Watch Your Time. Plan on taking twice as long to hike back up as it took to hike down. Allow 1/3 of your time to descend, and 2/3 of your time to ascend.
For more information, go to the park website: www.nps.gov/grca
But I digress...
Located at about 7040 feet (2150 meters) above sea level, the intersection of Latitude 36N and Longitude 112W lies in a small alcove 7/10 of a mile west of Grandview Point, just about 430’ below the South Rim of the Grand Canyon [Photo 1].
Fortunately for anyone wishing to reach this spot, the invisible confluence rests near the bottom, but within the Toroweap Formation, a scant but crucial few yards above the beginning of the Coconino Sandstone. From the rim, the Coconino is easily recognizable as the Canyon’s third layer down, a tall, mostly vertical light-colored band of rock whose formation dates to ancient sand dunes first created by wind 265 million years ago, near the end of the Paleozoic Era, and now frozen in time. A few more feet to the north and this confluence would be on the face of a 500 foot cliff!
However, atop the steep sandstone, the Toroweap is a 45 degree slope much easier to both reach and traverse. Formed 262 million years ago when a warm shallow inland sea invaded the region from the west, the Toroweap layer offers a gentle respite from the characteristic sharp cliff faces found above and below it. It is here on this slanted shelf, amid a smattering of broadleaf and needle-leaf vegetation for much of the year cloaked in shadows of the Kaibab Limestone (age 260 million years) above, unseen by any of the area’s five million annual visitors, that one finds the only whole integer latitude-longitude crossing in America’s Grand Canyon National Park [Photo 2 shows the view towards the confluence from Grandview Point. The horizontal shadow in the lower left corner demarcates the Toroweap from the Coconino. The confluence is just around the corner behind the ridge with the longest green diagonal line of vegetation].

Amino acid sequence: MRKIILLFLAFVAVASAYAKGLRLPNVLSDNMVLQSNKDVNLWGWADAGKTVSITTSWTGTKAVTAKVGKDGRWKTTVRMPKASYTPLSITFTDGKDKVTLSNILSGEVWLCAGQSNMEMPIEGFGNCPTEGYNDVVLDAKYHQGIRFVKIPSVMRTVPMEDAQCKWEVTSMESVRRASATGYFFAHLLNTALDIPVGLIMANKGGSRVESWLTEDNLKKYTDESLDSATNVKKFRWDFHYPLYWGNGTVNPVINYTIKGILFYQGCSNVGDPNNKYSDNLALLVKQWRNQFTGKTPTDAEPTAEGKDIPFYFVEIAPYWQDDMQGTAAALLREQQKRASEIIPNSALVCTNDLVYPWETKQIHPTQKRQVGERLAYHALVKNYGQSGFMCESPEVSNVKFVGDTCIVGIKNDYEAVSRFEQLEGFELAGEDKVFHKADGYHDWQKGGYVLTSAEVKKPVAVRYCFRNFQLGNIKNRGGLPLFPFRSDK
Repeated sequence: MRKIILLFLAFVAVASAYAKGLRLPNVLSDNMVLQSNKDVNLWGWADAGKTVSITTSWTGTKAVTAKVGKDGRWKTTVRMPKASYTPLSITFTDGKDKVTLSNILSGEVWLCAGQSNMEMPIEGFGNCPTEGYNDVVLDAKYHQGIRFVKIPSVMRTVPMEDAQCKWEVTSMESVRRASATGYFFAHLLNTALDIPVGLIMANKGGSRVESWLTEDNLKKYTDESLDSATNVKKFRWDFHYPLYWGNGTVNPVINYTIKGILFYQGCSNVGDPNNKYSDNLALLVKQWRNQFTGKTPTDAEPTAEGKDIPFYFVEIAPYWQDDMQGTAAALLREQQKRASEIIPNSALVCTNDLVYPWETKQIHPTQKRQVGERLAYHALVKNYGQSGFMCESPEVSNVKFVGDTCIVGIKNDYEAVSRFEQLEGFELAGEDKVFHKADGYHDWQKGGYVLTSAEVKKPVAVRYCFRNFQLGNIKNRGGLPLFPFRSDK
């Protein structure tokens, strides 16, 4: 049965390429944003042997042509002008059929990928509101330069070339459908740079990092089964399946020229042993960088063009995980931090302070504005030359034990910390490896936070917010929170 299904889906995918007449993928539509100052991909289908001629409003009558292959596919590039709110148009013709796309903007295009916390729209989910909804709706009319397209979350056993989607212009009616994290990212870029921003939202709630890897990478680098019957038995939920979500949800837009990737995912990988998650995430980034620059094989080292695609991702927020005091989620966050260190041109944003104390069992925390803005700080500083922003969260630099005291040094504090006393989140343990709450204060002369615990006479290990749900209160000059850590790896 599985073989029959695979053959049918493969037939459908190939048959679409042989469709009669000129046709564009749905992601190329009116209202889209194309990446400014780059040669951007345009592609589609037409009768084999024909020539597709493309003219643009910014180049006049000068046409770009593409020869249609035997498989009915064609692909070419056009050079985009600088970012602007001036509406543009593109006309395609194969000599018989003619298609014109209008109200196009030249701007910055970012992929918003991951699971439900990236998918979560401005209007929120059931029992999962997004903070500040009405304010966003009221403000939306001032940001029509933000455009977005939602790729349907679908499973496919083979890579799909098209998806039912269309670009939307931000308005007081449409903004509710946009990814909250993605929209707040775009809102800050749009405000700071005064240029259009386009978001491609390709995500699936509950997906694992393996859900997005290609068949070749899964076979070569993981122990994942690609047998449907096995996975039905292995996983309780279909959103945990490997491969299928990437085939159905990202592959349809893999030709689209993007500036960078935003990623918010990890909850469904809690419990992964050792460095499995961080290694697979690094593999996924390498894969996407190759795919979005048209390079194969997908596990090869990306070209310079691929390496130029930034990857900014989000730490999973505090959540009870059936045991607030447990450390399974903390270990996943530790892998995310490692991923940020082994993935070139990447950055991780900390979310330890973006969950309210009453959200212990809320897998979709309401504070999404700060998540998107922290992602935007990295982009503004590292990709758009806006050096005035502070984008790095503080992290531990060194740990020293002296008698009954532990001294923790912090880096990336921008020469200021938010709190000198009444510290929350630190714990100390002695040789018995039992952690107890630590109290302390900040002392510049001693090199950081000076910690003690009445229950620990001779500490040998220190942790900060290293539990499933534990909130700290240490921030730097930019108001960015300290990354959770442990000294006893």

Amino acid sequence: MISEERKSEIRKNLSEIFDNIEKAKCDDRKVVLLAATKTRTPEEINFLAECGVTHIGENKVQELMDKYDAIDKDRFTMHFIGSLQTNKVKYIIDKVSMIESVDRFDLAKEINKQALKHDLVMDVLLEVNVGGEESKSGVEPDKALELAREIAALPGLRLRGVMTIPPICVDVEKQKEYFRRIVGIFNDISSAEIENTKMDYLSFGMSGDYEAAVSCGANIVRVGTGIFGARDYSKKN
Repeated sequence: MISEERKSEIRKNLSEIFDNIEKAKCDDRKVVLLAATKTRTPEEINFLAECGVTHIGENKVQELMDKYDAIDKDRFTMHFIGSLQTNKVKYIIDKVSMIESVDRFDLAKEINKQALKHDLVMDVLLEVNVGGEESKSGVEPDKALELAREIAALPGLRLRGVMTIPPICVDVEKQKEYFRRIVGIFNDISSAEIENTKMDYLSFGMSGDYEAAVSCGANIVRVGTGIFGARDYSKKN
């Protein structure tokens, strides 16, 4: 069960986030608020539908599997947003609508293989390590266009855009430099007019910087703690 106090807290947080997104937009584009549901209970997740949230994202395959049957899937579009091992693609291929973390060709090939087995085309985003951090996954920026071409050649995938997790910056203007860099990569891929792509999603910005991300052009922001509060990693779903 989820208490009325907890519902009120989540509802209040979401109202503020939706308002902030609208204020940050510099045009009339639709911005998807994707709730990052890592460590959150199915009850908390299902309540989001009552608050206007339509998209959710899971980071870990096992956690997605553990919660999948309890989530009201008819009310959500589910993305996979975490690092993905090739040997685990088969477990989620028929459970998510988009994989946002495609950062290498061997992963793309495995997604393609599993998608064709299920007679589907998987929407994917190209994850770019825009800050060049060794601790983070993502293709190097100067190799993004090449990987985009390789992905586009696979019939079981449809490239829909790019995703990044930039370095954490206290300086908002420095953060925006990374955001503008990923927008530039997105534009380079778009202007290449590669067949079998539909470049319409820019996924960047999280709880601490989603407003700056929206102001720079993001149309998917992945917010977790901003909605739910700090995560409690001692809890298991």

A mere 1100 meters from the southern end of the park’s fourth most prominent trail, the location of 36N 112W is nonetheless isolated and unvisited except by native deer and sheep. Through trees and bushes to the north [Photo 3] lies the imposing abyss of the Grand Canyon. To the east [Photo 4] the Toroweap Formation rises to touch the Canyon’s upper Kaibab Limestone Formation. This top-most layer is more hidden in the view to the south [Photo 5], but magnificently exposed high up to the west [Photo 6].
Some of the best views from this confluence are not towards the cardinal points: Photo 7 looks northwest towards Yaki Point and Cedar Ridge, the route of the famous South Kaibab Trail. Photo 8 is a telephoto view to the southwest and a Kaibab Limestone column just below the south rim. Photo 9, again a telephoto, looks across the inner gorge to the north rim.
The location is blocked from a clear view of the sky to the south by the steep southern wall of the canyon, and by a few inauspiciously placed trees, so that eight zeros on a GPS unit are (almost?) impossible to obtain. [In any case, the floppy disk holding those disappointing photo attempts died on the way home, leaving me only with Photo 10 of the waypoint screen].
It is not impossible to scramble back and forth straight up the Toroweap and Kaibab formations from the confluence point to the south rim, a distance of less than 250 meters, but using the Grandview Trail is a much more efficient way of getting down to the confluence elevation…